• Proposed changes to amend the Code of Arbitration Procedures to expand a customer’s option to withdraw an arbitration claim and file in court in situations where the member firm becomes inactive before a claim is filed, or during a pending arbitration claim. The current rule states that a customer is not required to arbitrate a dispute involving a terminated member. The proposed rule allows a customer to amend pleadings, postpone hearings, and receive refunds of filing fees. Staff is in the process of reviewing comments.
  • Proposed rule change to the Code of Arbitration Procedures to increase various arbitrator fees and honoraria. To cover the fees, the proposed rule would increase member surcharges in case processing under certain circumstances. The proposed amendments are to be filed soon with the SEC.

Director Bayer also announced the inclusion of case-specific contact information to be delivered at the time the Notice of Panel is announced. The contact sheet includes names of the case administrator, case coordinator (who handles scheduling), and a case specialist (who handles the case when its first is filed, when the answer is filed, and, in general, the motions docket).

Tips for Counsel:

  • Director Bayer emphasized the importance of, the improvements to, and the expectations for arbitrators to utilize the FINRA arbitration portal. Director Bayer encouraged arbitrators to trust the portal for documents sent and received that will automatically provide a confirmation in the submissions folder. She stated that it speeds up the process, prompts required disclosures (and disclosure updates), and creates automated processes that generate required notices to parties and updates relevant arbitrator disclosures in other cases.
  • Send Submission Agreement with your Answer. Arbitrator Feinberg stated, “distributing an Answer without a Submission Agreement can do great harm to the parties later on after the case closes and if claimant wants to vacate an award.”
  • Provide copies of Settlement Agreements to FINRA – they are relevant in expungement proceedings.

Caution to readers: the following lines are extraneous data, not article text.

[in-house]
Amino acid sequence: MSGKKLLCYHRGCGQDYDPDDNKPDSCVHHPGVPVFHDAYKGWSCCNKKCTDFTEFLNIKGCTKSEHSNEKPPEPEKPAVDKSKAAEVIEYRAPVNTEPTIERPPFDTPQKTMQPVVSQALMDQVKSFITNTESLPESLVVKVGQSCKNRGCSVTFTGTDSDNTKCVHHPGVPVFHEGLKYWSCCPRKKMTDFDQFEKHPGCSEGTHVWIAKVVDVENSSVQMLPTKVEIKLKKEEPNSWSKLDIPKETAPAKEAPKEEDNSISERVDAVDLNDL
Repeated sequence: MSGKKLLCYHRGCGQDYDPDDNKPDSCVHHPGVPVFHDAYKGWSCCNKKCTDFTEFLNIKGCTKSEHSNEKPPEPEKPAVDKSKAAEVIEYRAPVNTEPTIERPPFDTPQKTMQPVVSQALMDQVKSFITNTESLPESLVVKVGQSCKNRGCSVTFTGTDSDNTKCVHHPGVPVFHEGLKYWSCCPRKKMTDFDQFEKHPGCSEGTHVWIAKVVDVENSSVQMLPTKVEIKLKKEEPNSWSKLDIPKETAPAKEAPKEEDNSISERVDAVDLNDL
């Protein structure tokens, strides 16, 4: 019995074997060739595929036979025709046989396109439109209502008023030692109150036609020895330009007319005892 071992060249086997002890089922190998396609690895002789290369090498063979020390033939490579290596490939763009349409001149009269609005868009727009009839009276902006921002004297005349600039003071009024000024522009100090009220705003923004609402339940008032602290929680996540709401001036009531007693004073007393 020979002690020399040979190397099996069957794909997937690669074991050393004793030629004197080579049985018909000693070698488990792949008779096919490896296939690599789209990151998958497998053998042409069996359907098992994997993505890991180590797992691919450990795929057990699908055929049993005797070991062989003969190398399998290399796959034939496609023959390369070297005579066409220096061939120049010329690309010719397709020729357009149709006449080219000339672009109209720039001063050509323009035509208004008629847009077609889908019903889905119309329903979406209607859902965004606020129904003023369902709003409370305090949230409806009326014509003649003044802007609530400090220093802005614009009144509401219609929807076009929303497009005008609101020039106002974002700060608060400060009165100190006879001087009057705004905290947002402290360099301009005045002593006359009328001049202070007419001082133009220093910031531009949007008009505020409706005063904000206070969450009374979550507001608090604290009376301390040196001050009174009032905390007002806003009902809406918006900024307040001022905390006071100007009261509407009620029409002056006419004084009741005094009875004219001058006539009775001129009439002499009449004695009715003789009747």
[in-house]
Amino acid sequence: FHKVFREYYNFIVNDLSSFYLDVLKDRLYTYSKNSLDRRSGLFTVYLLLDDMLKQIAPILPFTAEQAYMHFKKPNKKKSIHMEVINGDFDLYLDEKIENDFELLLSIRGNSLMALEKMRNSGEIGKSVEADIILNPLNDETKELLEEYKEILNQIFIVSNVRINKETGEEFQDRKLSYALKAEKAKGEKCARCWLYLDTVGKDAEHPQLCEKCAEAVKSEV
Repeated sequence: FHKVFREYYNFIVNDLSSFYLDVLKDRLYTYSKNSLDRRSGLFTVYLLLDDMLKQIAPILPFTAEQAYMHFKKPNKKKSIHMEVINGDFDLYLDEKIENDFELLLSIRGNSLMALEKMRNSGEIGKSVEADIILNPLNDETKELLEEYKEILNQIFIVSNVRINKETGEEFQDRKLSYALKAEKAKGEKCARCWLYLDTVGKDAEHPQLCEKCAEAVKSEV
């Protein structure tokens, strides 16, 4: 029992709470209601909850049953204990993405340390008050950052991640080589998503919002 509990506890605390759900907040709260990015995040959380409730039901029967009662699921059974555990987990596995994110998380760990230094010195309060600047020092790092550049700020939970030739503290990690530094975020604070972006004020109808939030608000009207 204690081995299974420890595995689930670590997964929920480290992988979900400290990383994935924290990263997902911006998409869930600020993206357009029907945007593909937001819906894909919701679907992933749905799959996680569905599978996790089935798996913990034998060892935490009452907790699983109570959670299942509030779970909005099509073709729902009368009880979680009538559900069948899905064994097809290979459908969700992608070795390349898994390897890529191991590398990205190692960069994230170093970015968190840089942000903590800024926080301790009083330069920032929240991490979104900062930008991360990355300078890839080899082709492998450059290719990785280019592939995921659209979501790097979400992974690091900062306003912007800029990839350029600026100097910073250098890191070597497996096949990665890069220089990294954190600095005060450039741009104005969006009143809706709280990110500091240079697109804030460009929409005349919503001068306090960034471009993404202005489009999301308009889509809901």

• “No action” letters (e.g., from an investigation) should not be submitted as evidence in customer arbitration cases.

Tips for Arbitrators:

  • Complete and execute the Arbitrator Oath on the portal – it starts the disclosure process.
  • Make disclosures early and throughout the life of the case. Director Bayer stated that “everything is out there these days.” If you are not sure, it is best to disclose.
  • Avoid withdrawals. Withdrawals are very disruptive to the parties. Director Bayer explained that FINRA staff track withdrawals and patterns emerge, particularly close to hearing dates, FINRA may remove the arbitrator from the roster.
  • In ruling on motions that include fees (e.g., adjournments), arbitrators should be deciding at the time of the decision who should be responsible for the fee or on any waivers of fees. Director Bayer stated that deferments on assessment of fees may cause problems at the end of the case.
  • Rulings on motions (e.g., a Motion to Compel) should not be made before an initial pre-hearing conference (even though the arbitrator may have the authority to do so after the filing of the Oath).
  • Avoid ex parte communications, or any interaction – no matter how innocent – that may be interpreted as bias.

Diversifying Arbitrator Panels

Director Bayer reported that her Office is beginning to see results of outreach efforts to find diverse candidates to serve as arbitrators. She said an outside firm conducts a voluntary confidential demographic survey of the arbitration population. The results are then published on the FINRA website. In the 2019 survey results published in January, significant increases occurred in the diversity of the new arbitrator roster: 39 percent were women, 19 percent African American, 6 percent Latino, 3 percent Asian, and 4 percent LGBT.

Conclusion

The “FINRA Listens and Speaks” panel is an important outreach effort to communicate current thinking on arbitration processes and procedures. The decline in case filings is noteworthy given the longevity of the strong markets. FINRA’s efforts to diversify its arbitrator roster is laudable. FINRA distinguishes itself as one of the few forums in the country that has made progress in addressing and tracking the issue. Director Bayer and Administrator Baumgartner’s tips for practitioners and arbitrators demonstrate a continuing commitment to improve and clarify FINRA’s adjudicatory process. Their repeated admonitions to “trust the portal” should not be ignored. 

Learn more about Bates Group’s Litigation Services, including expert testimony, damages analysis, and our Arbitrator Evaluator™ selection tool.